An old Chinese saying goes “Be not afraid of going slowly, be afraid only of standing still”. Perhaps these words help Chinese aerospace managers deal with more delay news.
Let’s start with the ARJ21, which was first scheduled to enter service 7 years ago in 2009. Launch customer Chengdu Airlines received their first aircraft in November and made several “demonstration” flights without passengers in January. According to AFP, “The Civil Aviation Administration of China is still doing preparation work for the first flight, so maybe it hasn’t finished,” a COMAC spokesman told AFP, referring to the government regulator. “The airline and CAAC have the final say.” COMAC, CAAC and Chengdu Airlines have egg on their faces.
The ARJ21 was approved in 2001. It took five years for COMAC to show off a model fuselage. Fourteen years in the making, this program makes the delays among western OEMs seem like mere blips.
Not to pile on, but then there is the follow on C919. It is a project that was supposed to bring COMAC and the rest of China’s aerospace industry nearly up to the speed of Airbus and Boeing. Reuters reports “The maiden flight of China’s only homegrown commercial jet, the C919, is behind schedule and delivery could be pushed back as much as two years.” If the C919 achieves EIS by 2020, it will be very far behind the neo and MAX – which are likely to have been improved even more by then from their current configurations.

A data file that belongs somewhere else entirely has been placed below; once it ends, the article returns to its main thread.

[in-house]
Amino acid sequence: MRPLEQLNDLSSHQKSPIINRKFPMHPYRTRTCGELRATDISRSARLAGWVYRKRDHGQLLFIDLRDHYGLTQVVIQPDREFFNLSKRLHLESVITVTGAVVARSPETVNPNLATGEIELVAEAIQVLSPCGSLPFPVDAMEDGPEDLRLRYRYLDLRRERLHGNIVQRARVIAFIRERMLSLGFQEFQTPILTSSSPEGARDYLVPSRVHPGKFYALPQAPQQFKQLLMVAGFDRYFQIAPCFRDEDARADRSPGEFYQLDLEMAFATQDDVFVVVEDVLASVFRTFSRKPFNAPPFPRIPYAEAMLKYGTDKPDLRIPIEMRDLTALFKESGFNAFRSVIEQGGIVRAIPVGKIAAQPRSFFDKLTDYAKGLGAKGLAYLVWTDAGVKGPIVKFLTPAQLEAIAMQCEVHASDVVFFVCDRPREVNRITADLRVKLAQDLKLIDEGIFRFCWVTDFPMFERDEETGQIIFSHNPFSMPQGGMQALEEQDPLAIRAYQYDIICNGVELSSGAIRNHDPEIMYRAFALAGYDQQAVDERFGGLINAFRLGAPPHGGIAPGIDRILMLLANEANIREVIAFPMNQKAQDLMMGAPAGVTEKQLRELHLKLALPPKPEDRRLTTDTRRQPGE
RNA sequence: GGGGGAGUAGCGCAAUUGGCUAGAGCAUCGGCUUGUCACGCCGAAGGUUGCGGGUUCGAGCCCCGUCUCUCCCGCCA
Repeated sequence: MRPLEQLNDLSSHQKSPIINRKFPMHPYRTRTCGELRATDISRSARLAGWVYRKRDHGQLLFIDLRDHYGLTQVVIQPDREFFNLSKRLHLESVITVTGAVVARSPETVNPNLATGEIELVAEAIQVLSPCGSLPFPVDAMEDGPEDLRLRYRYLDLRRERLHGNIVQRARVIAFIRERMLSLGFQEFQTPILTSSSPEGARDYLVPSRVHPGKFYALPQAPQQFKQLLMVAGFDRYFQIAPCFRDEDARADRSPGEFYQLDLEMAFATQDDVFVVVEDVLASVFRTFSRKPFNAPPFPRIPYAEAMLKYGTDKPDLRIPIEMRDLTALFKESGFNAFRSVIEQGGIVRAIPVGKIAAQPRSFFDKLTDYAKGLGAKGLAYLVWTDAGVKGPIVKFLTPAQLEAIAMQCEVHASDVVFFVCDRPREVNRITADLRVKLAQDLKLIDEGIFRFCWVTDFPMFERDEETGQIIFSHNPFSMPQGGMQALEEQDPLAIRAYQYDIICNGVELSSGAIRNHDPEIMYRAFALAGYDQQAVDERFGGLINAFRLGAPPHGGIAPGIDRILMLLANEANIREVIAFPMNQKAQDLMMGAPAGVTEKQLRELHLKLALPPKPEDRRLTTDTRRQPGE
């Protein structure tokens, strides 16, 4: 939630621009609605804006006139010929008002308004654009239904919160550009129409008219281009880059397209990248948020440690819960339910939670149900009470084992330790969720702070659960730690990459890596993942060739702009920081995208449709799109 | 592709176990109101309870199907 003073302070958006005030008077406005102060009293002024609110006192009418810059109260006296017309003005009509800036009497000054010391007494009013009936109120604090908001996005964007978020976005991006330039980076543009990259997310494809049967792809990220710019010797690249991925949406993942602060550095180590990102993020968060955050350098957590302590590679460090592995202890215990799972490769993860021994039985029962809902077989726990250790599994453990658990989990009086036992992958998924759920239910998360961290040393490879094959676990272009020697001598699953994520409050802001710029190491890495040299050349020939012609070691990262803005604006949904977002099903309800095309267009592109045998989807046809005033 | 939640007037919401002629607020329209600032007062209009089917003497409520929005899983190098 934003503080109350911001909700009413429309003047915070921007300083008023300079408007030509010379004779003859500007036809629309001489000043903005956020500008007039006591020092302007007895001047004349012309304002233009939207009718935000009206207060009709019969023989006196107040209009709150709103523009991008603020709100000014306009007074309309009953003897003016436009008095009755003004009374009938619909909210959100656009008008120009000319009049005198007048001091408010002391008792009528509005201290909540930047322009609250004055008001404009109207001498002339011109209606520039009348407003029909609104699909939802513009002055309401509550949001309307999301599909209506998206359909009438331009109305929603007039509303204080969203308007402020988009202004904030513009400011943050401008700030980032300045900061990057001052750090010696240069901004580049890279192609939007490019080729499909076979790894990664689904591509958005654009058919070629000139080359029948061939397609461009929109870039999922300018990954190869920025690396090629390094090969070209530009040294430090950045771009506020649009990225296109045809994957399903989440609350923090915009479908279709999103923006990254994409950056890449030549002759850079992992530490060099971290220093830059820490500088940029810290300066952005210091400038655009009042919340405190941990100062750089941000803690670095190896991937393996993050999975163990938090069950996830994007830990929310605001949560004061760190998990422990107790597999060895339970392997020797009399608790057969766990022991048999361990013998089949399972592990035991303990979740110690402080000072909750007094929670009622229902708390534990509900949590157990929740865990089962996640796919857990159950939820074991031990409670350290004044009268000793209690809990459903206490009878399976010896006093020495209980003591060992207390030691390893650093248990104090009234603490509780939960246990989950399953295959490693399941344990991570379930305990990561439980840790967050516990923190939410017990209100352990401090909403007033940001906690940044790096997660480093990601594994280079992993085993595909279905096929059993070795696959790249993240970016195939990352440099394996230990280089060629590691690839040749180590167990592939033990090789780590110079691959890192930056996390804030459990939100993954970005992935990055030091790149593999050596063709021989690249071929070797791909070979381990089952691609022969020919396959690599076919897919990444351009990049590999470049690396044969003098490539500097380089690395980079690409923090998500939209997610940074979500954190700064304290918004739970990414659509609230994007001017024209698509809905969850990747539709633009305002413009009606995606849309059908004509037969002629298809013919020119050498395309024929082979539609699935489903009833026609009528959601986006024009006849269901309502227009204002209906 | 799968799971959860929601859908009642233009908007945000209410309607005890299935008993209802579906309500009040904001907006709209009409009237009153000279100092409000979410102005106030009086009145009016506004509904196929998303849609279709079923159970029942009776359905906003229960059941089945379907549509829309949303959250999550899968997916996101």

China’s ambitions are being shown up in harsh light. But as the saying above indicates, as long as they are not standing still. But is there a saying about going backwards?
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Flightgolbal recently published a report on its tour of the factory where the C919 is being assembled:
The last paragraphs are particularly telling…
“Following the roll-out in November 2015, large sections of the aircraft have been taken off.
The two CFM Leap-1C engines have been removed, as have all the control surfaces on the trailing edge of the wing. There are also no leading edge flaps mounted. The aircraft’s elevators, however, are mounted on the horizontal stabilisers.
While the landing gear is mounted, the landing gear doors have been removed. The aircraft is also supported by pneumatic jacks.
In the interior of the jet, there is no apparent wiring and there is a still a temporary wooden floor underfoot. All cabin doors and emergency exits have been removed.
In addition, the cockpit is devoid of any flight controls or instruments. A company official says these were in place for the roll-out, but subsequently taken out.”